P.S. Now, Thunderbird on the other hand? Can't praise it enough - love it!
  • RE: Why I called Mozilla's change to the Firefox install process

    Sneaky was a good word. Regarding Safari, it was bad, but I
    don't think it was as evil as the members of the I Hate Apple
    Marching and Chowder Society made it out to be.

    One wishes that the browser makers, in fact all software
    providers, would cooperate with facilitating giving the user a
    dialog that said "You just installed a [browser], which of the
    following installed [browsers] would you prefer as the default?"
    There should be two other buttons besides the usual suspects:
    "ask me tomorrow" and "don't care, keep the current default."
    Asked once when something installs and done.
    • It was hypocritical

      I agree with you. Adrian is on target. Not as underhanded as
      Apple and not a deal breaker. Also easily fixed. The
      "damage", if any, is to the reputation of the FF leadership,
      who have proven themselves hypocrites after their big outcry
      over Apple's tactics.

      I look forward to the Freetard Zealots falling all over
      themselves excusing/justifying/denying this poor behavior.
      Marcos El Malo
      • No, it wasn't.

        The outcry from the FF leadership was about Apple trying to sneak Safari onto user's systems without them asking for it. The "problem" here is FF changing where and when it asks the users who specifically go out of their way to obtain the browser whether or not they want it to be the default browser. Big difference.

        For that matter, what's the freaking deal? All they did is move the question to the freaking installer. I mean, go ahead and make IE or some other browser your default and then open up FF2. The default answer for the default browser question? YES.

        I can see why people who just breeze through installs MIGHT get a bit annoyed, but it's your responsibility to PAY ATTENTION during installs.

        Hypocritical? No. Spyware? HELL no. Sneaky? No, just different.
        • The point <-------


          It's spyware/malware-esque because like everything that tries to sneak 'bundled options' into an install, it chose to make you uncheck an unneccessary install option. That's release checklist 101 if you don't want to be lumped in with bonzai buddy and google toolbar, sorry.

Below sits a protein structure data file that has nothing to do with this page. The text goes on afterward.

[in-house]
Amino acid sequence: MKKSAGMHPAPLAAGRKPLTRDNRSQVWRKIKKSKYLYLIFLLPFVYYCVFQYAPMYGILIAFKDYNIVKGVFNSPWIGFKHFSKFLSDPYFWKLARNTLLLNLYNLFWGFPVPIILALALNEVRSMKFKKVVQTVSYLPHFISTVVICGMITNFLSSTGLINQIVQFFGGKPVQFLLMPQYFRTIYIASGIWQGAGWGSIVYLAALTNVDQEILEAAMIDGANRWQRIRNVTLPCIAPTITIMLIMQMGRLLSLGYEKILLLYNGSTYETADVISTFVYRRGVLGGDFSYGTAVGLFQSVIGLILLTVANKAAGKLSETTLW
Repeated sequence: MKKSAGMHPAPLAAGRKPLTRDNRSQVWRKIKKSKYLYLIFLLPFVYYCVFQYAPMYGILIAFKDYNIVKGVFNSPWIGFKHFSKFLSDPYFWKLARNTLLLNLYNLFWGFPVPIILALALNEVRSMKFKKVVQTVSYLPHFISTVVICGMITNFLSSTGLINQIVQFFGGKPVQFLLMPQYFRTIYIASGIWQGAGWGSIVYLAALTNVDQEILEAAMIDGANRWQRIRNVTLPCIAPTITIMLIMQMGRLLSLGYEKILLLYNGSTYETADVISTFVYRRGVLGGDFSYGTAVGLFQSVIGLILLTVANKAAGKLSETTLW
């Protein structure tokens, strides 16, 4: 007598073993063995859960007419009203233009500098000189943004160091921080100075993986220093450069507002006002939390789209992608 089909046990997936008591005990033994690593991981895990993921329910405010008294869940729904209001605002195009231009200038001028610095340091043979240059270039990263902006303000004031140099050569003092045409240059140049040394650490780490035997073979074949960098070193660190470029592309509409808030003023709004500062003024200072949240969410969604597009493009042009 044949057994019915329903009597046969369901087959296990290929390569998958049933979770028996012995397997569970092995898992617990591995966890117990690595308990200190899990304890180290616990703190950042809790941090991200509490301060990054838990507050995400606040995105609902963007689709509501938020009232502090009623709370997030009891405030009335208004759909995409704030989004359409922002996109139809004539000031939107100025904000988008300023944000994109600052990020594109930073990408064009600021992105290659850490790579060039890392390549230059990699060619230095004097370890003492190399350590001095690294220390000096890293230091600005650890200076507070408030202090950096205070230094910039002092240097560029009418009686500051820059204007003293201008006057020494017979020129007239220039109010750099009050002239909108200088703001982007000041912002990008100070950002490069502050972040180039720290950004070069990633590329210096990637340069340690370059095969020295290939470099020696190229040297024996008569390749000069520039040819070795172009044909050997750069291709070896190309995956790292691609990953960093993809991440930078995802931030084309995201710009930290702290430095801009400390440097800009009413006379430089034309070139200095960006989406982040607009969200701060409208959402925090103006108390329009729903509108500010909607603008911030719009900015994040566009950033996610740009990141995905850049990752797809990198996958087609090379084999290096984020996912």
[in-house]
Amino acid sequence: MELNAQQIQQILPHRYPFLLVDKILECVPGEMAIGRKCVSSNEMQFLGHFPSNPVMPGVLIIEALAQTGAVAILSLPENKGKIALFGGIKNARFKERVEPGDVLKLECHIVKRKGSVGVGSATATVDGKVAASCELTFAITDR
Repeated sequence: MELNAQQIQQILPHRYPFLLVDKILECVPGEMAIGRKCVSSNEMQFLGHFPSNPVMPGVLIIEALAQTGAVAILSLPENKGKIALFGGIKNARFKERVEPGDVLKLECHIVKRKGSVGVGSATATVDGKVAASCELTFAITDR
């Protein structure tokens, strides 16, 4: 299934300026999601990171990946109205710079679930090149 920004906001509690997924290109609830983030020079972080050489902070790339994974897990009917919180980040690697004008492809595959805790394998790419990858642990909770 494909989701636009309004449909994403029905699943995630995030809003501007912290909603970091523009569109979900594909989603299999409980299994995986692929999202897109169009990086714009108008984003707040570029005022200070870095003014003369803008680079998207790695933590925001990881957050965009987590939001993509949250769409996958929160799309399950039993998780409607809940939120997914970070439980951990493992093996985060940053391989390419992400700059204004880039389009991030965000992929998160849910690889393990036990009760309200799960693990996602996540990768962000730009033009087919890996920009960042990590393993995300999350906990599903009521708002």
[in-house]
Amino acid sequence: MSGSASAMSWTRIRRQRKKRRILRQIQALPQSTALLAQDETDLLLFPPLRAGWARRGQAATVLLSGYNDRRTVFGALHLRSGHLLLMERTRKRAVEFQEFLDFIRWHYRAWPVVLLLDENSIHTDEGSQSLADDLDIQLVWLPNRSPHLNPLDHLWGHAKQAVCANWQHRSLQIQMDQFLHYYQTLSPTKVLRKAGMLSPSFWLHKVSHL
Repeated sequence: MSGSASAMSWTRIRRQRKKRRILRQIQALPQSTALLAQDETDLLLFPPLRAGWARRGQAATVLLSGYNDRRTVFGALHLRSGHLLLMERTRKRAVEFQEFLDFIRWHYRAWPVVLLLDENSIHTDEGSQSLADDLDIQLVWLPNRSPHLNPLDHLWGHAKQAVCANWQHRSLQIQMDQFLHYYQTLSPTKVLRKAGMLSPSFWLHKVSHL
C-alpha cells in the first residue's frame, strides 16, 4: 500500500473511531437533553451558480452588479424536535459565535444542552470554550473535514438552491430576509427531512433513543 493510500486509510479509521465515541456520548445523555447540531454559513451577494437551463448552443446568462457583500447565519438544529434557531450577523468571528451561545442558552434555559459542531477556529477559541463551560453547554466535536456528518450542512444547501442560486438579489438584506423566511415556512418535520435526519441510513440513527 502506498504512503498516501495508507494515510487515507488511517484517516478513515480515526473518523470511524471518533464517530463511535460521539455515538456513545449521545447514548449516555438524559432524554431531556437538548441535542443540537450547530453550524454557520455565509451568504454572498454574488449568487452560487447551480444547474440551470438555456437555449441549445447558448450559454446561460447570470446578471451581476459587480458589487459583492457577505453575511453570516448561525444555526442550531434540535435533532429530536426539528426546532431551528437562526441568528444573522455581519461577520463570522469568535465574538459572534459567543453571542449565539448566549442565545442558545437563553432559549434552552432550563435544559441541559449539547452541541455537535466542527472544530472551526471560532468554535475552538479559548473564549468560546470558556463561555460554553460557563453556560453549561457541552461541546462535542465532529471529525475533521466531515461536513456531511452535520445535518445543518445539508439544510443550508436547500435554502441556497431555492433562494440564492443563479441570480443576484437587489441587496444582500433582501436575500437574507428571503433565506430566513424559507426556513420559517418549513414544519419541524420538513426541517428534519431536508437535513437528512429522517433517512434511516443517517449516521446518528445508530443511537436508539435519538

• ...which was promptly missed.

            I'm sorry, but no. Installing Bonzai Buddy and the Google Toolbar are extraneous crap lumped in with other installers. This check box is very much a part of normal Firefox operations.

            You fail it, your skills are not enough, please try again.
          • And missed by many others...

            So, by all accounts the reasoning of this checkbox and calling it sneaky -- do you call all those applications which automatically install desktop and start menu icons whenever and wherever they want sneaky?

            I like to to have a clean, uncluttered desktop and my start menu is really short, albeit deep, with all of my applications organized categorically -- do most applications allow me to choose where to install icons or even to not install them at all? NO. This is not sneaky, annoying, yes, if you are doing automated installs, but definitely not sneaky. Sneaky would be making it nearly impossible to set another browser as the default (like loading a service that would regularly check if FF the default browser and to set it the default browser if it has changed)....
      • It's not hypocritical; it's use friendly.

        Developers have the following choices:
        1) Don't offer to make the browser the default ever.
        2) Ask at installation whether the wants the browser to be the default.
        3) Ask everytime the user opens the browser and it detects that it isn't the default.

        If the developer selects 1 then why develop the product?

        By asking when the browser is installed, the browser only pesters the user once.

        By asking each time the browser is opened and it isn't the default the browser pesters the user repeatedly. Yes, I know you check the box that says don't re-display this message, but how many average users are going to do that.

        For the average user, asking whether to make it default or not is user friendly. Also, automatically making it default on the quick install makes sense for the average user. It's only a irritant to geeks.
  • RE: Why I called Mozilla's change to the Firefox install process

    The change to Firefox may not make a lot of difference to "vanilla" users of browsers. However, as a free-lance computer consultant, I can tell you that many people, especially older users, can be thrown into confusion by a sudden change to their familiar interface. (I have driven twenty miles to find that someone only needed a different box checked on their interface). Futhermore, they will have no clue as to how to get their original browser back. Who do you think we get the blame? Firefox.

    Other users, who require special security settings may find themselves having to reconfigure Firefox to match the security to which they are accustomed.

    In summary, it is OK to offer a Yes/No choice but it is ESSENTIAL to make a clear, bold statement that this action will, in the future, change how your interface looks and operates whenever you open a browser link or a browser is opened for you by a help program or othe application. All this requires is a few lines of text and would eliminate the definite "sneakiness" of default browser change.

    As an alternative, Firefox could offer to change back to the default browser every time it is opened for the first week. This would give Mozilla a good gauge of how many people are actually finding their browser superior.